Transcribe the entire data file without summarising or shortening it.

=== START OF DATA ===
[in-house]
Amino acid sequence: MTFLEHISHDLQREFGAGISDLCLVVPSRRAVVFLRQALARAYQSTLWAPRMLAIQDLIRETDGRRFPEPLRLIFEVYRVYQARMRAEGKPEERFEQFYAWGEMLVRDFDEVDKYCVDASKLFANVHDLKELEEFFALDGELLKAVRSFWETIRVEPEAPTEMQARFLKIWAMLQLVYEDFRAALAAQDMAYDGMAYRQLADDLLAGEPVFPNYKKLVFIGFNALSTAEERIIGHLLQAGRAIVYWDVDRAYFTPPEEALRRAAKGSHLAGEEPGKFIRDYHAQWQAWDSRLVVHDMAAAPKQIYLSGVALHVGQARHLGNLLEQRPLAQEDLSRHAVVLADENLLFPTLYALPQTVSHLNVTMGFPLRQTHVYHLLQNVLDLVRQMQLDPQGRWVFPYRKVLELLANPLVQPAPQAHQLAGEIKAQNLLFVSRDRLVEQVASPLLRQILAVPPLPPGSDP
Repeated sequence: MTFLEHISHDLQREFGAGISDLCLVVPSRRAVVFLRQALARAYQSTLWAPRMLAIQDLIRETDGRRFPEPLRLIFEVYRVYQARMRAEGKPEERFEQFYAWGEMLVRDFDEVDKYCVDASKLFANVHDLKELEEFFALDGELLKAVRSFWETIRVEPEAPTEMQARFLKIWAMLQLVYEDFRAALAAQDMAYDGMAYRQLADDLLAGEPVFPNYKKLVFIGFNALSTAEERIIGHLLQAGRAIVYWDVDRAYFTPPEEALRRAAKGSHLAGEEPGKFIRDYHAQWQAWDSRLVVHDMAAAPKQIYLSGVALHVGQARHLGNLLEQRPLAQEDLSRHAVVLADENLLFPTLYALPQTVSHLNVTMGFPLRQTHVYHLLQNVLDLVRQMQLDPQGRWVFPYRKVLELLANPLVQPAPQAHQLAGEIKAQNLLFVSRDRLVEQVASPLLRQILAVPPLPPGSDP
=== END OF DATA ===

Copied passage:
[in-house]
Amino acid sequence: MTFLEHISHDLQREFGAGISDLCLVVPSRRAVVFLRQALARAYQSTLWAPRMLAIQDLIRETDGRRFPEPLRLIFEVYRVYQARMRAEGKPEERFEQFYAWGEMLVRDFDEVDKYCVDASKLFANVHDLKELEEFFALDGELLKAVRSFWETIRVEPEAPTEMQARFLKIWAMLQLVYEDFRAALAAQDMAYDGMAYRQLADDLLAGEPVFPNYKKLVFIGFNALSTAEERIIGHLLQAGRAIVYWDVDRAYFTPPEEALRRAAKGSHLAGEEPGKFIRDYHAQWQAWDSRLVVHDMAAAPKQIYLSGVALHVGQARHLGNLLEQRPLAQEDLSRHAVVLADENLLFPTLYALPQTVSHLNVTMGFPLRQTHVYHLLQNVLDLVRQMQLDPQGRWVFPYRKVLELLANPLVQPAPQAHQLAGEIKAQNLLFVSRDRLVEQVASPLLRQILAVPPLPPGSDP
Repeated sequence: MTFLEHISHDLQREFGAGISDLCLVVPSRRAVVFLRQALARAYQSTLWAPRMLAIQDLIRETDGRRFPEPLRLIFEVYRVYQARMRAEGKPEERFEQFYAWGEMLVRDFDEVDKYCVDASKLFANVHDLKELEEFFALDGELLKAVRSFWETIRVEPEAPTEMQARFLKIWAMLQLVYEDFRAALAAQDMAYDGMAYRQLADDLLAGEPVFPNYKKLVFIGFNALSTAEERIIGHLLQAGRAIVYWDVDRAYFTPPEEALRRAAKGSHLAGEEPGKFIRDYHAQWQAWDSRLVVHDMAAAPKQIYLSGVALHVGQARHLGNLLEQRPLAQEDLSRHAVVLADENLLFPTLYALPQTVSHLNVTMGFPLRQTHVYHLLQNVLDLVRQMQLDPQGRWVFPYRKVLELLANPLVQPAPQAHQLAGEIKAQNLLFVSRDRLVEQVASPLLRQILAVPPLPPGSDP